Administrative Complaints: After IES refers a case and supporting evidence to USDA’s Office of the General Counsel (OGC) with a request to institute an administrative proceeding, OGC reviews the evidence to determine whether there is reason to believe a violation of an APHIS-administered law has occurred. If so, OGC prepares an administrative complaint that it files on behalf of APHIS to institute a formal adjudicatory administrative proceeding. The administrative complaint identifies the alleged violator and the alleged violations, and seeks the imposition of sanctions. If OGC proceeds with the filing of an administrative complaint, it may offer an alleged violator a consent decision (i.e., an opportunity to settle), or present the case to a USDA Administrative Law Judge (ALJ) for the issuance of an initial decision.
Administrative Decisions: Obtained after IES forwards a case to OGC to institute an administrative proceeding through the filing of an administrative complaint. Final administrative decisions are issued at the conclusion of an administrative proceeding and can be issued by an ALJ, USDA’s Judicial Officer, or a U.S. Federal court. They include (1) initial ALJ decisions (including default decisions) that mandate sanctions, remedies, or actions; (2) consent decisions (i.e., settlements), which are based on agreement between the alleged violator and APHIS; (3) decision and orders issued by the USDA Judicial Officer upon appeal of an ALJ’s initial decision; or (4) a final decision issued by a U.S. Federal court when an aggrieved party appeals or seeks review of a USDA decision.
Cases Initiated: Unique cases opened by IES in a given fiscal year. This does not include cases that are still open from previous years.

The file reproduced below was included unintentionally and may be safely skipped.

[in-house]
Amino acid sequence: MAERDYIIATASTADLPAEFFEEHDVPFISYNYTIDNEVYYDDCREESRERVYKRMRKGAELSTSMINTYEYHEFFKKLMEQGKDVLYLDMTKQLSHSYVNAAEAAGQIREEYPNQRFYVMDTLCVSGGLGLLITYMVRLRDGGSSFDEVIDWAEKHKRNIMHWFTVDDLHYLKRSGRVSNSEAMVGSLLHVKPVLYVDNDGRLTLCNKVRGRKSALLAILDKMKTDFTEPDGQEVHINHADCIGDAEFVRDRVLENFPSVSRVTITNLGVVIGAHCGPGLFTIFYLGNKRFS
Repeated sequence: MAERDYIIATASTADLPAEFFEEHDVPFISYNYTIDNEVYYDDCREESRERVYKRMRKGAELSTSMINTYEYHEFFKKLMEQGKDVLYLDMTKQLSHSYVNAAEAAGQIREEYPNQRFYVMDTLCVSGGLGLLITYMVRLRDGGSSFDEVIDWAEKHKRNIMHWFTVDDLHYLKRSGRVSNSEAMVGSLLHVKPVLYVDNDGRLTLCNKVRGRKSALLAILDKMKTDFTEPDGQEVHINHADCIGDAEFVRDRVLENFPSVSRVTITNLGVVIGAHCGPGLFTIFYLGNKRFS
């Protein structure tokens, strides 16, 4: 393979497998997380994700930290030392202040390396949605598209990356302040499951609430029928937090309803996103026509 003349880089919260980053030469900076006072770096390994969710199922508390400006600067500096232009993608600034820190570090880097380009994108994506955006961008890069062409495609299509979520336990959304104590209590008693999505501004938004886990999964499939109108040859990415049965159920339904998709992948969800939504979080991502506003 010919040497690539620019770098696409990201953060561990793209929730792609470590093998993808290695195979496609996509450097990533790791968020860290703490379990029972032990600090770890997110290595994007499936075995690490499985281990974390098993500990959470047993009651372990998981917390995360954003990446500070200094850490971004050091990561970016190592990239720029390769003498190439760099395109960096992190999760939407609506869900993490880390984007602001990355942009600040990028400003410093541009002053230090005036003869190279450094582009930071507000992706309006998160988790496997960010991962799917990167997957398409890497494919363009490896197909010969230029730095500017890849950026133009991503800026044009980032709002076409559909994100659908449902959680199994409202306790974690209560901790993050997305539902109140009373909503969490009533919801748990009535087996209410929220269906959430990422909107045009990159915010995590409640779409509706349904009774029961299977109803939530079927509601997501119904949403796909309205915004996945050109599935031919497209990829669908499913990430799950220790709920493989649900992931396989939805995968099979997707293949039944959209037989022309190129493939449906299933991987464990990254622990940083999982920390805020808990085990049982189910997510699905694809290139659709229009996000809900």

Civil Penalties: Penalties assessed as part of orders APHIS obtained administratively through a USDA ALJ, USDA’s Judicial Officer, or a U.S. Federal court.
Monetary Penalties: A specified amount that an alleged violator agrees to pay through a stipulation agreement to resolve alleged violations. IES determines monetary penalties using guidelines that APHIS developed based on penalty provisions in the various laws that the Agency administers.
Non-Monetary Stipulations: Non-monetary pre-litigation settlement agreements are used to resolve alleged violations. For example, under the Animal Welfare Act (AWA), a non-monetary pre-litigation settlement agreement entails that an alleged violator agrees to AWA license revocation or permanent disqualification from obtaining an AWA license; and dispersal of animals used for AWA-regulated activities.
Referral to the Office of General Counsel (OGC): The submission of a case to OGC, recommending that OGC file, on APHIS’s behalf, a formal administrative complaint alleging violations of APHIS laws and requesting appropriate sanctions or remedies. A referral may also recommend that OGC refer the matter to the U.S. Department of Justice for civil or criminal prosecution. APHIS tracks referrals to OGC using two methods: (1) a unique case number for the investigative file(s) associated with the referral; and (2) the number of alleged violator(s) included in each referral. Because some cases include more than one alleged violator, the number of alleged violators referred to OGC for action is almost always larger than the number of unique case numbers referred to OGC for action.
s) included in each referral. Because some cases include more than one alleged violator, the number of alleged violators referred to OGC for action is almost always larger than the number of unique case numbers referred to OGC for action
Settlement Agreements: Voluntary settlement agreements reached between an alleged violator and APHIS. Stipulations often involve monetary penalties, but in some circumstances can involve non-monetary penalties such as license revocation or disqualification from participating in certain types of regulated activities. A stipulation notifies an alleged violator of the violation(s), the opportunity for a hearing before a USDA ALJ, and the opportunity to waive the hearing if the alleged violator agrees to a penalty, generally within 30 days. If an alleged violator accepts and meets the terms of a stipulation, APHIS considers the case closed.
Stipulated Penalties Assessed: Amount alleged violators agree to pay to APHIS to resolve alleged violations through stipulation agreements with the Agency. Once an alleged violator meets the terms of a voluntary settlement agreement, with payment of a stipulated penalty for instance, APHIS considers the case closed.
Warnings: An official warning notifies an alleged violator of an alleged violation and warns that APHIS may seek civil or criminal penalties if the alleged violation(s) continue.